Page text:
Why Employee Retention Effects Customer RetentionIn the automotive world, the bottom line is that many dealerships experience very high turnover rates with employees, especially in sales. Our world is one of high stress, long hours and feast or famine. (This might not be as true in the service departments.) However, the face of your dealership to a customer who bought their car from you is their salesperson. Yes, it is. The person that sold them their car is their go-to person for everything. If there is a problem, they usually don’t call service, they call the salesperson.

So, assuming that’s the case, if your dealership experiences high turnover in sales, how can you expect a customer to be loyal to you when they feel as if they’ve been abandoned? I like to refer to them as “orphan owners”. People have an emotional need to connect. They can’t connect with your billboard or giant inflatable gorilla. They certainly can’t connect with the mysterious shadow-figures sitting behind the desks in the sales tower that they never see. Their connection is with their car and the common bond between their car and your dealership is their salesperson.

I’ve talked to many people who have purchased vehicles from dealerships over the years and, in many cases, the customers go into the relationship already thinking that their salesperson won’t be around for long. No matter how much reassurance a salesperson gives them, they typically have little confidence that, when they need him or her, they’ll be there for them.

The fact remains that your employee retention has a direct effect on your dealership’s customer retention. If your salesperson did their job well and provided a great buying experience for that customer, it creates a feeling of obligation and reciprocity between the customer and that salesperson. Mind you that I never once said this customer bond was between them and the dealership. Emotional connections are made between people. In many cases, the only human a customer could connect with is their salesperson.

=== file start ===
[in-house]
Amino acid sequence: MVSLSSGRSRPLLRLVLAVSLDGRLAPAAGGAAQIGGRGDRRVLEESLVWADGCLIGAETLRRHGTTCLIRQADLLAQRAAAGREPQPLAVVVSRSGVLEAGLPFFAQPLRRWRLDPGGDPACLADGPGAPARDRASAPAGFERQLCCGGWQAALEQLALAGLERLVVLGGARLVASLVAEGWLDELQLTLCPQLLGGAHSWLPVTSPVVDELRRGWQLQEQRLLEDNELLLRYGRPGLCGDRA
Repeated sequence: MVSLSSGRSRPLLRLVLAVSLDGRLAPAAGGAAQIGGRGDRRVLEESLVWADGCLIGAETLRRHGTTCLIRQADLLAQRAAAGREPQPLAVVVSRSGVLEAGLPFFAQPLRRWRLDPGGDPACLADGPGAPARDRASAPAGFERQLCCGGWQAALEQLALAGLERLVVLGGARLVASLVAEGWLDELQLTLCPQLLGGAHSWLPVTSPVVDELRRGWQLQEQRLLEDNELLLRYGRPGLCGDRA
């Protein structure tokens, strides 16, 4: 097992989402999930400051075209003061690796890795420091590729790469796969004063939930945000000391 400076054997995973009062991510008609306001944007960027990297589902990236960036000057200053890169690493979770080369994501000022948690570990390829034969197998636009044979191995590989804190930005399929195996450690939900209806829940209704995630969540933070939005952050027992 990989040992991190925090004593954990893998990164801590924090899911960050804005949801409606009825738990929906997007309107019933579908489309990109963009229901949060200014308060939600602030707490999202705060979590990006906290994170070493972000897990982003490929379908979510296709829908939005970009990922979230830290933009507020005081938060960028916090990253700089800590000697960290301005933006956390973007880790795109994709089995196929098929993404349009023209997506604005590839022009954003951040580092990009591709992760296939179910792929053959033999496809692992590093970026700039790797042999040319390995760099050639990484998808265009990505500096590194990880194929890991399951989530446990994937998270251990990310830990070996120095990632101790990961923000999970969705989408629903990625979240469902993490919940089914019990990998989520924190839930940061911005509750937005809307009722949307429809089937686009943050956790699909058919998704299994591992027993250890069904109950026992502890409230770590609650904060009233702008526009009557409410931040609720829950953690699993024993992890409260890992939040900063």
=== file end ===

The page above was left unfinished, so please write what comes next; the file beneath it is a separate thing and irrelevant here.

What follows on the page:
So, what do we do about this? Well, the obvious answer is to build a better workplace environment. Create an environment that people want to work at and enjoy coming to. Treat your employees well and understand that they have lives outside of work and respect that. I understand that, no matter how “above and beyond” you go, turnover is inevitable so…

Make sure that sales customers, during and after the sales process, have multiple interactions with people other than just the one salesperson.  Have the Sales Managers, General Manager, Service Director and anybody else that can take a moment, actually meet and talk to these customers in person– not just come over, say hello, thank them for their business and then walk away – but interact in some way. This simple technique increases the number of people in your store that a customer has the opportunity to bond with. It also decreases the chance that a customer would ever feel “orphaned.”

If the customer didn’t buy their vehicle from your store but only service it there, the same principle should be followed. Make sure that the customer is introduced to as many of the advisors as possible including the Service Manager. Once the emotional connection is created and the customer believes that you care, the customer is not bringing their business to your business, they’re bringing it to the people at your business. We all know that people do business with people, especially ones that they like. Make sure that your customers like your people. The more of them they like, the easier customer retention becomes. 

By creating more emotional connections between people in your store and your customer during the first transaction, you will decrease the likelihood that the loss of a salesperson could influence the loyalty a customer feels towards your store. These early stages of relationship building with customers are vital, and it is worthwhile to do everything in your power to build that relationship as quickly as possible.